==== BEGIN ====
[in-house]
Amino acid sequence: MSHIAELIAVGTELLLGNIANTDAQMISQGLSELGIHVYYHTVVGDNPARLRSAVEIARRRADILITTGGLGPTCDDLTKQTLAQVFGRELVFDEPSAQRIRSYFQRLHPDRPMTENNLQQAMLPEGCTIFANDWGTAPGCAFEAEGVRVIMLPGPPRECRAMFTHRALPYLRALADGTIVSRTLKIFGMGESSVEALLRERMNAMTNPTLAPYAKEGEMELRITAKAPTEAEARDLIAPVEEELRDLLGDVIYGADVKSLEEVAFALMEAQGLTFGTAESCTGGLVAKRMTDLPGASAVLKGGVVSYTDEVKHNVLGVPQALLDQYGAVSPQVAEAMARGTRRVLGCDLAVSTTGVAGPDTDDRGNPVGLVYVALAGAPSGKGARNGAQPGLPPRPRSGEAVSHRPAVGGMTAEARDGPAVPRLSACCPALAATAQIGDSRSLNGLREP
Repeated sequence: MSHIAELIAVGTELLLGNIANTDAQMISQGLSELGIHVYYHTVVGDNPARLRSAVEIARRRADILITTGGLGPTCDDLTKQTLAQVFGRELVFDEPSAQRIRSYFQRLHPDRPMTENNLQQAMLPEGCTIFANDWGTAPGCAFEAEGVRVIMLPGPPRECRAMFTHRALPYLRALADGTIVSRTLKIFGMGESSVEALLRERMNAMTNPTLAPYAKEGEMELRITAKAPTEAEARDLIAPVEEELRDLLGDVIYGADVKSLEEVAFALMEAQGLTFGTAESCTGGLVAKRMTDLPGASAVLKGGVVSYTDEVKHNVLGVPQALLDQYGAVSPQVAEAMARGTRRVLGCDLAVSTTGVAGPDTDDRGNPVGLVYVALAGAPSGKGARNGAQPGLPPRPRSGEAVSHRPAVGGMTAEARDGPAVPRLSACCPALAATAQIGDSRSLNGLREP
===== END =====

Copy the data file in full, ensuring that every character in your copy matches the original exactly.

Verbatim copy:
[in-house]
Amino acid sequence: MSHIAELIAVGTELLLGNIANTDAQMISQGLSELGIHVYYHTVVGDNPARLRSAVEIARRRADILITTGGLGPTCDDLTKQTLAQVFGRELVFDEPSAQRIRSYFQRLHPDRPMTENNLQQAMLPEGCTIFANDWGTAPGCAFEAEGVRVIMLPGPPRECRAMFTHRALPYLRALADGTIVSRTLKIFGMGESSVEALLRERMNAMTNPTLAPYAKEGEMELRITAKAPTEAEARDLIAPVEEELRDLLGDVIYGADVKSLEEVAFALMEAQGLTFGTAESCTGGLVAKRMTDLPGASAVLKGGVVSYTDEVKHNVLGVPQALLDQYGAVSPQVAEAMARGTRRVLGCDLAVSTTGVAGPDTDDRGNPVGLVYVALAGAPSGKGARNGAQPGLPPRPRSGEAVSHRPAVGGMTAEARDGPAVPRLSACCPALAATAQIGDSRSLNGLREP
Repeated sequence: MSHIAELIAVGTELLLGNIANTDAQMISQGLSELGIHVYYHTVVGDNPARLRSAVEIARRRADILITTGGLGPTCDDLTKQTLAQVFGRELVFDEPSAQRIRSYFQRLHPDRPMTENNLQQAMLPEGCTIFANDWGTAPGCAFEAEGVRVIMLPGPPRECRAMFTHRALPYLRALADGTIVSRTLKIFGMGESSVEALLRERMNAMTNPTLAPYAKEGEMELRITAKAPTEAEARDLIAPVEEELRDLLGDVIYGADVKSLEEVAFALMEAQGLTFGTAESCTGGLVAKRMTDLPGASAVLKGGVVSYTDEVKHNVLGVPQALLDQYGAVSPQVAEAMARGTRRVLGCDLAVSTTGVAGPDTDDRGNPVGLVYVALAGAPSGKGARNGAQPGLPPRPRSGEAVSHRPAVGGMTAEARDGPAVPRLSACCPALAATAQIGDSRSLNGLREP